An X-ray telescope designed to search for supermassive black holes could be built using a novel 3D-printing technique called plasma metal deposition. The ESA space telescope – which would also be used to map hot gas structures and determine their physical properties – is due to be launched in 2033.
As part of a project to evaluate whether plasma metal deposition could be used to help build large structure components of the telescope – called Athena, which is short for Advanced Telescope for High-ENergy Astrophysics – Austrian company RHP Technology used the technique to manufacture six demonstrator parts. The prototypes are a 3D-printed and partly processed version of what may someday become the ‘eye’ of Athena. Plasma metal deposition is also a candidate for manufacturing large-scale components in the future, such as Athena’s optical bench, which will align and secure around 600 mirror modules – and will be the largest part ever printed in titanium. The overall shape with a diameter of around 3 meters must be accurate to within a few tens of micrometers. ESA materials engineer […]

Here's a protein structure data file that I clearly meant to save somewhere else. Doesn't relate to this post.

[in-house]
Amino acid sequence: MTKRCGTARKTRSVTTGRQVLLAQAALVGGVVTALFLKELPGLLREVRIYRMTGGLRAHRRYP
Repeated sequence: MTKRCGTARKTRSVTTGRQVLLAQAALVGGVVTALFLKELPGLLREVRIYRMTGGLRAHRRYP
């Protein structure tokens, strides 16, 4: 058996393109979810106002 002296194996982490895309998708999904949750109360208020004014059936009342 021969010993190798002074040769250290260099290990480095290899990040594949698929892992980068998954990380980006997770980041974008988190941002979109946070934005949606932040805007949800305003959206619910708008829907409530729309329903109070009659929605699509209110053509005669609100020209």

Above: PepsiCo food, snack, and beverage product line-up/Source: PepsiCo PepsiCo turned to tooling with 3D printing...